MoboReader> Literature > The Cinema Murder

   Chapter 11 No.11

The Cinema Murder By E. Phillips Oppenheim Characters: 9901

Updated: 2017-11-30 00:05

A few nights later Philip awoke suddenly to find himself in a cold sweat, face to face with all the horrors of an excited imagination. Once more he felt his hand greedy for the soft flesh of the man he hated, tearing its way through the stiff collar, felt the demoniacal strength shooting down his arm, the fever at his finger tips. He saw the terrified face of his victim, a strong man but impotent in his grasp; heard the splash of the turgid waters; saw himself, his lust for vengeance unsatisfied, peering downwards through the dim and murky gloom. It was not only a physical nightmare which seized him. His brain, too, was his accuser. He saw with a hideous clarity that even the excuse of motive was denied him. It was a sense of personal loss which had driven him out on to that canal path, a murderer at heart. It was something of which he had been robbed, an acute and burning desire for vengeance, personal, entirely egotistical. It was not the wrong to the woman which he resented, had there been any wrong. It was the agony of his own personal misery. He rose from his bed and stamped up and down his little chamber in a fear which was almost hysterical. He threw wide open the windows, heedless of a driving snowstorm. The subdued murmur of the city, with its paling lights, brought him no relief. He longed frantically for some one who knew the truth, for Elizabeth before any one, with her soft, cool touch, her gentle, protective sympathy. He was a fool to think he could live alone like this, with such a burden to bear! Perhaps it would not be for long. The risks were many. At any moment he might hear the lift stop, steps across the corridor, the ring at his bell, the plainly-clad, businesslike man outside, with his formal questions, his grim civility. He fumbled about in his little dressing-case until he came to a small box containing several white pills. He gripped them in his hand and looked around, listening. No, it was fancy! There was still no sound in the building. When at last he went back to bed, however, the little box was tightly clenched in his hands.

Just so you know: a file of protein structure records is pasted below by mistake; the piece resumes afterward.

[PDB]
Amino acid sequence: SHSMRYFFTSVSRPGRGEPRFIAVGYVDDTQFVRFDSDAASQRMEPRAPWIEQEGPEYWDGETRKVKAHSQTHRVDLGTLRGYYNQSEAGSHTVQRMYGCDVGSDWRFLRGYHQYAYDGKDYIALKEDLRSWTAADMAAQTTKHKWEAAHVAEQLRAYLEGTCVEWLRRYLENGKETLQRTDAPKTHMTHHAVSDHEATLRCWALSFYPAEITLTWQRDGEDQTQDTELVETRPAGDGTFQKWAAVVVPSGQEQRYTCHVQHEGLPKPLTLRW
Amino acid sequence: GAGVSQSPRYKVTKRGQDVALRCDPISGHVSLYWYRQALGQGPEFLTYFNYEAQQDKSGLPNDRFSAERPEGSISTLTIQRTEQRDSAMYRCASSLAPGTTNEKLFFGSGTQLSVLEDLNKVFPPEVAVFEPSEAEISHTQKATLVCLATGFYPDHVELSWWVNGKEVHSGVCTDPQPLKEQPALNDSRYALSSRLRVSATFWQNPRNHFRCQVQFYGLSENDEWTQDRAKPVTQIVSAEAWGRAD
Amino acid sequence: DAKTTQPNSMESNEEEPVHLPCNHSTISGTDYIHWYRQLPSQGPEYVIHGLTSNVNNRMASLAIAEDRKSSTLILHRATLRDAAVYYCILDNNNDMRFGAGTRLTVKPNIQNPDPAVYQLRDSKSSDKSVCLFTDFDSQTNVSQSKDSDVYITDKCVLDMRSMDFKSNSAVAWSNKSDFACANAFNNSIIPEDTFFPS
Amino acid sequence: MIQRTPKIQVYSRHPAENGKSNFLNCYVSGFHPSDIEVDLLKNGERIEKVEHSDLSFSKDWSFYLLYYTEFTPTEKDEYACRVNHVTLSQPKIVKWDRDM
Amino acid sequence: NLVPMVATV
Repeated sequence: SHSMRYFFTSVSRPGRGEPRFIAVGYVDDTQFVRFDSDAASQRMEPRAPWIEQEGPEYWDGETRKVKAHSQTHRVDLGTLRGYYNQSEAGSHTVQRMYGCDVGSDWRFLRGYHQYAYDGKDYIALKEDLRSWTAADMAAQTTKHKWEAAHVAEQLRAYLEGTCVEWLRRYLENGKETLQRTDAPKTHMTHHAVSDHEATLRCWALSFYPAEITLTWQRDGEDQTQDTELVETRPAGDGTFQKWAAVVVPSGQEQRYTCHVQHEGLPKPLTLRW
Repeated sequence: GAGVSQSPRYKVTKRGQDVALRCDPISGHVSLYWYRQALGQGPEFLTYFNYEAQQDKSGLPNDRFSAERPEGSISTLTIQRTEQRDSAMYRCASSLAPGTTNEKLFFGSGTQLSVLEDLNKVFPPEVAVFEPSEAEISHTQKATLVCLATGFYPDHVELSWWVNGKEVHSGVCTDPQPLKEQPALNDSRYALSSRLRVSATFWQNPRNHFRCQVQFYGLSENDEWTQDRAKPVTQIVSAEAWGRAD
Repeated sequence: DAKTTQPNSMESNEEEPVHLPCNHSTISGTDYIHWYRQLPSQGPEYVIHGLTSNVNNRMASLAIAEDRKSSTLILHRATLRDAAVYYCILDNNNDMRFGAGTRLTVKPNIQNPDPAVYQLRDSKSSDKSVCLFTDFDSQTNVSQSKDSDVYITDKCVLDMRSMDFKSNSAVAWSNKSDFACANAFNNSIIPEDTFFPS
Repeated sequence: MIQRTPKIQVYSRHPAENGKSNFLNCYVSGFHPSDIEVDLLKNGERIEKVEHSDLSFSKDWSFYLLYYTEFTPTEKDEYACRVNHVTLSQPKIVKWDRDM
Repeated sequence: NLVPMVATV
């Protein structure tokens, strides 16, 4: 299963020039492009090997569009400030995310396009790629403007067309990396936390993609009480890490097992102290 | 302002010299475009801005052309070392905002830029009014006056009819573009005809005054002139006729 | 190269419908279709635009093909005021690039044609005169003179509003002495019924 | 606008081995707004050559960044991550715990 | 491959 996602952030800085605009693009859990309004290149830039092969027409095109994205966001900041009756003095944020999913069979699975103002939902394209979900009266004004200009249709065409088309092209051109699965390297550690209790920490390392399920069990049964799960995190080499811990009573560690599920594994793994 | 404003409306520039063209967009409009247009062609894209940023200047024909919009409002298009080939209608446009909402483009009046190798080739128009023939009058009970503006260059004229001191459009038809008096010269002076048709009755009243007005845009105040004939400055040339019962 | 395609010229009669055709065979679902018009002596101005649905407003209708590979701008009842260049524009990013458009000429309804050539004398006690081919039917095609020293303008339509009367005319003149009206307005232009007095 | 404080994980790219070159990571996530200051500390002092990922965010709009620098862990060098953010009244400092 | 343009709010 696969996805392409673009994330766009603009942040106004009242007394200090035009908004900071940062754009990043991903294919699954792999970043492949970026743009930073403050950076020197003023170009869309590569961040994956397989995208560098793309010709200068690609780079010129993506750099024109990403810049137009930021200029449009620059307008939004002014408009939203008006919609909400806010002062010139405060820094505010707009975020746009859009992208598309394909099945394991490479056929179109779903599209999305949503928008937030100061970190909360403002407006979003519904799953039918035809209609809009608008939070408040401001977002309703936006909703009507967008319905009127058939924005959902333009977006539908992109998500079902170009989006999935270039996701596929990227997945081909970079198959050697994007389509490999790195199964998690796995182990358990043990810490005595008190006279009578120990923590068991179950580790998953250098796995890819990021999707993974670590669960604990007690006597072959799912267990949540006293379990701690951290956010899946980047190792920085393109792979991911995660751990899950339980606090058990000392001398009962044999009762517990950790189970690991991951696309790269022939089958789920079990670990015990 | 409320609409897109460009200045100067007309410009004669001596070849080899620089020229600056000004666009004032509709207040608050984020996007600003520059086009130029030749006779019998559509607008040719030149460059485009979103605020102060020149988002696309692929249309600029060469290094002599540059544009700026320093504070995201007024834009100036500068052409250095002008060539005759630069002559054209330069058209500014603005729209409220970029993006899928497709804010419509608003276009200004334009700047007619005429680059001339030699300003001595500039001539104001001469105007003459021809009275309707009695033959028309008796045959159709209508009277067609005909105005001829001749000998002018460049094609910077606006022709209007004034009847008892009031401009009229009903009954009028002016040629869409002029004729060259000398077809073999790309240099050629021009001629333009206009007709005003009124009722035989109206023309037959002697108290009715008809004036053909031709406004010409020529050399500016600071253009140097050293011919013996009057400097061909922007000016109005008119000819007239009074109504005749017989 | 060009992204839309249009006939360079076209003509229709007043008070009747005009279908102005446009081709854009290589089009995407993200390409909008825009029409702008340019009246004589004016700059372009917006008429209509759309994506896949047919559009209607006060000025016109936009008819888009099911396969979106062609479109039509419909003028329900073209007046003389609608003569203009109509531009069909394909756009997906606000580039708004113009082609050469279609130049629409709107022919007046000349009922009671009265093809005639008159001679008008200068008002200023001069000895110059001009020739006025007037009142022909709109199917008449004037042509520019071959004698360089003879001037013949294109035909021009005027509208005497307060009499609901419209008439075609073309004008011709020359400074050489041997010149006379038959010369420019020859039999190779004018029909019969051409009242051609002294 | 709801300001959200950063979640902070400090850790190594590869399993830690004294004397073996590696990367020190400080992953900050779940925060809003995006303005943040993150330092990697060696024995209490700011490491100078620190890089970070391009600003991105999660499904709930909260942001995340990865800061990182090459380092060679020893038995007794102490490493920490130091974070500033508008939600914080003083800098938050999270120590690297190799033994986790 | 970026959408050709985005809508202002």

In the morning he went through his usual programme. He arose soon after eight, lighted his little spirit lamp, made his coffee, cut some bread and butter, and breakfasted. Then he lit a cigarette and sat down at his desk. His imagination, however, seemed to have burnt itself out in the night. Ideas and phrases were denied to him. He was thankful, about eleven o'clock, to hear a ring at the bell and find Martha Grimes outside with a little parcel under her arm. She was wearing the same shabby black dress and her fingers were stained with copying ink. Her almost too luxuriant hair was ill-arranged and untidy. Even her eyes seemed to have lost their lustre.

"I've finished," she announced, handing him the parcel. "Better look and see whether it's all right. I can't do it up properly till I've had the whole."

He cut the string and looked at a few of the sheets. The typing was perfect. He began to express his approval but she interrupted him.

"It's better stuff than I expected," she declared grudgingly. "I thought you were only one of these miserable amateurs. Where did you learn to write like that?"

Somehow, her praise was like a tonic.

"Do you like it?" he asked eagerly.

"Oh! my likes or dislikes don't matter," she replied. "It's good stuff. You'll find the account in there. If you'd like to pay me, I'd like to have the money."

He glanced at the neat little bill and took out his pocketbook.

"Sit down for a minute," he begged. "I'm stuck this morning-can't write a line. Take my easy-chair and smoke a cigarette-I have nothing else to offer you."

For a moment she seemed about to refuse. Then she flung herself into his easy-chair, took a cigarette, and, holding it between her lips, almost scarlet against the pallor of her cheeks, stretched upwards towards the match which he was holding.

"Stella and her boy were over to see me last night," she announced, a little abruptly.

"The young lady with the ermines," he murmured.

"And her boy, Felix Martin. It was through him they came-I could see that all right. He was trying all the time to pump me about you."

"About me?"

"Oh! you needn't trouble to look surprised," she remarked. "I guess you remember the bee he had in his bonnet that night."

"Mistook me for some one, didn't he?" Philip murmured.

She nodded.

"Kind of queer you don't read our newspapers! It was a guy named Romilly-Douglas Romilly-who disappeared from the Waldorf Hotel. Strange thing about it," she went on, "is that I saw photographs of him in the newspapers, and I can't recognise even a likeness."

"This Mr. Felix Martin doesn't agree with you, apparently," Philip observed.

"He don't go by the photographs," Martha Grimes explained. "He believes that he crossed from Liverpool with this Mr. Douglas Romilly, and that you," she continued, crossing her le